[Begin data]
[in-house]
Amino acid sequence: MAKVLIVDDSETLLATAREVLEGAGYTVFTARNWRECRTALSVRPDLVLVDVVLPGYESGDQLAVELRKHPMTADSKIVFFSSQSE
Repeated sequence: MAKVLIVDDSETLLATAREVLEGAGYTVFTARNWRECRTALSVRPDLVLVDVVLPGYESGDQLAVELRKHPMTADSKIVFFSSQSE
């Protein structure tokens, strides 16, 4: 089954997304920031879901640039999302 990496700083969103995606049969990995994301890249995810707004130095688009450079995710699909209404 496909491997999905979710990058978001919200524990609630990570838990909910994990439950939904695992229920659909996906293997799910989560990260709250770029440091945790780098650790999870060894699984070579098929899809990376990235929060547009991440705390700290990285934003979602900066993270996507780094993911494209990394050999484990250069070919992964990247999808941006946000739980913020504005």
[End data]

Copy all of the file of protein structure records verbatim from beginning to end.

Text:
[in-house]
Amino acid sequence: MAKVLIVDDSETLLATAREVLEGAGYTVFTARNWRECRTALSVRPDLVLVDVVLPGYESGDQLAVELRKHPMTADSKIVFFSSQSE
Repeated sequence: MAKVLIVDDSETLLATAREVLEGAGYTVFTARNWRECRTALSVRPDLVLVDVVLPGYESGDQLAVELRKHPMTADSKIVFFSSQSE
């Protein structure tokens, strides 16, 4: 089954997304920031879901640039999302 990496700083969103995606049969990995994301890249995810707004130095688009450079995710699909209404 496909491997999905979710990058978001919200524990609630990570838990909910994990439950939904695992229920659909996906293997799910989560990260709250770029440091945790780098650790999870060894699984070579098929899809990376990235929060547009991440705390700290990285934003979602900066993270996507780094993911494209990394050999484990250069070919992964990247999808941006946000739980913020504005």